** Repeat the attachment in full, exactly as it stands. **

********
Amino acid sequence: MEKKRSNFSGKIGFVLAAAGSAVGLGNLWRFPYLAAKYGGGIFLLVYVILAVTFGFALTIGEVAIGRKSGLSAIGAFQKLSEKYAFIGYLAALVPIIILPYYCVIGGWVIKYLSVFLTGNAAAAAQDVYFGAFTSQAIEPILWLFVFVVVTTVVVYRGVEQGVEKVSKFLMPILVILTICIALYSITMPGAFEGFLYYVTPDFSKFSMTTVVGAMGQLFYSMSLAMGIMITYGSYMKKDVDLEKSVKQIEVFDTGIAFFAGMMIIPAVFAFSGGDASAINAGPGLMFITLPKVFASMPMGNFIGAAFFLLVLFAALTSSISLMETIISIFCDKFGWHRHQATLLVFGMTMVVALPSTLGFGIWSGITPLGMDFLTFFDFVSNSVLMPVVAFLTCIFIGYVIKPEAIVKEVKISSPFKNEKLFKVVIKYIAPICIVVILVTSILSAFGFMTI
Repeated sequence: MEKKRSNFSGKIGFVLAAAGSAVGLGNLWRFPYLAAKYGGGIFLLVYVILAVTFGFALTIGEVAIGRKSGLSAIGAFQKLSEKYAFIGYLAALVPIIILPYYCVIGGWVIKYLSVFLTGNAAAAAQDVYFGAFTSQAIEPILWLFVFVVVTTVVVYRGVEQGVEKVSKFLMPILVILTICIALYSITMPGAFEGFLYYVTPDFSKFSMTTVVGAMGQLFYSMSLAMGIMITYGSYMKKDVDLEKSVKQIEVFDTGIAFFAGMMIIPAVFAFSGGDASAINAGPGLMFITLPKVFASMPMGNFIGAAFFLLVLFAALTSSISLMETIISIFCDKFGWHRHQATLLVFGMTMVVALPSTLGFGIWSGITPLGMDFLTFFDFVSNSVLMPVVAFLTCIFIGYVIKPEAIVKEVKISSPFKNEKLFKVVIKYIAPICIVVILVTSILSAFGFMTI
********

Amino acid sequence: MEKKRSNFSGKIGFVLAAAGSAVGLGNLWRFPYLAAKYGGGIFLLVYVILAVTFGFALTIGEVAIGRKSGLSAIGAFQKLSEKYAFIGYLAALVPIIILPYYCVIGGWVIKYLSVFLTGNAAAAAQDVYFGAFTSQAIEPILWLFVFVVVTTVVVYRGVEQGVEKVSKFLMPILVILTICIALYSITMPGAFEGFLYYVTPDFSKFSMTTVVGAMGQLFYSMSLAMGIMITYGSYMKKDVDLEKSVKQIEVFDTGIAFFAGMMIIPAVFAFSGGDASAINAGPGLMFITLPKVFASMPMGNFIGAAFFLLVLFAALTSSISLMETIISIFCDKFGWHRHQATLLVFGMTMVVALPSTLGFGIWSGITPLGMDFLTFFDFVSNSVLMPVVAFLTCIFIGYVIKPEAIVKEVKISSPFKNEKLFKVVIKYIAPICIVVILVTSILSAFGFMTI
Repeated sequence: MEKKRSNFSGKIGFVLAAAGSAVGLGNLWRFPYLAAKYGGGIFLLVYVILAVTFGFALTIGEVAIGRKSGLSAIGAFQKLSEKYAFIGYLAALVPIIILPYYCVIGGWVIKYLSVFLTGNAAAAAQDVYFGAFTSQAIEPILWLFVFVVVTTVVVYRGVEQGVEKVSKFLMPILVILTICIALYSITMPGAFEGFLYYVTPDFSKFSMTTVVGAMGQLFYSMSLAMGIMITYGSYMKKDVDLEKSVKQIEVFDTGIAFFAGMMIIPAVFAFSGGDASAINAGPGLMFITLPKVFASMPMGNFIGAAFFLLVLFAALTSSISLMETIISIFCDKFGWHRHQATLLVFGMTMVVALPSTLGFGIWSGITPLGMDFLTFFDFVSNSVLMPVVAFLTCIFIGYVIKPEAIVKEVKISSPFKNEKLFKVVIKYIAPICIVVILVTSILSAFGFMTI